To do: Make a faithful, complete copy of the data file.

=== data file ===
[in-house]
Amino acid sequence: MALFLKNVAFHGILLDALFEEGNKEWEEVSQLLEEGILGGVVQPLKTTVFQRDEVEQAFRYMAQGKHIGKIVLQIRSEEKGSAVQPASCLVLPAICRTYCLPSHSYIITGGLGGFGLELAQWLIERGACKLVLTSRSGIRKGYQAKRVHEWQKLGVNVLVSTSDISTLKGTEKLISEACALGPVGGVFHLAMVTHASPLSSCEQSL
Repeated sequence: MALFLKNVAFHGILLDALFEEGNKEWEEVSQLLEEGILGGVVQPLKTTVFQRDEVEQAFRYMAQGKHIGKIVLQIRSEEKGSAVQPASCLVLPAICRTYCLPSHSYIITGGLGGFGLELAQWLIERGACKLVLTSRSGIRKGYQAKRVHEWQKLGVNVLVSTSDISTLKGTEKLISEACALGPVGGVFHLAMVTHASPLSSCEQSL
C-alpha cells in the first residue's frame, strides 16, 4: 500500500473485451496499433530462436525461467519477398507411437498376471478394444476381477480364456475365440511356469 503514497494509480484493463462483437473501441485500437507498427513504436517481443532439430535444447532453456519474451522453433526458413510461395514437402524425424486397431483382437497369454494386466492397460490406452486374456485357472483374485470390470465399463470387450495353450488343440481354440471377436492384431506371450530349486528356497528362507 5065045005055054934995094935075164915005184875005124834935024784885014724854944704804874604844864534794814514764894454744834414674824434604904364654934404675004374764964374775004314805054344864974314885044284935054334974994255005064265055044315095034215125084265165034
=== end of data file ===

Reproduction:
[in-house]
Amino acid sequence: MALFLKNVAFHGILLDALFEEGNKEWEEVSQLLEEGILGGVVQPLKTTVFQRDEVEQAFRYMAQGKHIGKIVLQIRSEEKGSAVQPASCLVLPAICRTYCLPSHSYIITGGLGGFGLELAQWLIERGACKLVLTSRSGIRKGYQAKRVHEWQKLGVNVLVSTSDISTLKGTEKLISEACALGPVGGVFHLAMVTHASPLSSCEQSL
Repeated sequence: MALFLKNVAFHGILLDALFEEGNKEWEEVSQLLEEGILGGVVQPLKTTVFQRDEVEQAFRYMAQGKHIGKIVLQIRSEEKGSAVQPASCLVLPAICRTYCLPSHSYIITGGLGGFGLELAQWLIERGACKLVLTSRSGIRKGYQAKRVHEWQKLGVNVLVSTSDISTLKGTEKLISEACALGPVGGVFHLAMVTHASPLSSCEQSL
C-alpha cells in the first residue's frame, strides 16, 4: 500500500473485451496499433530462436525461467519477398507411437498376471478394444476381477480364456475365440511356469 503514497494509480484493463462483437473501441485500437507498427513504436517481443532439430535444447532453456519474451522453433526458413510461395514437402524425424486397431483382437497369454494386466492397460490406452486374456485357472483374485470390470465399463470387450495353450488343440481354440471377436492384431506371450530349486528356497528362507 5065045005055054934995094935075164915005184875005124834935024784885014724854944704804874604844864534794814514764894454744834414674824434604904364654934404675004374764964374775004314805054344864974314885044284935054334974994255005064265055044315095034215125084265165034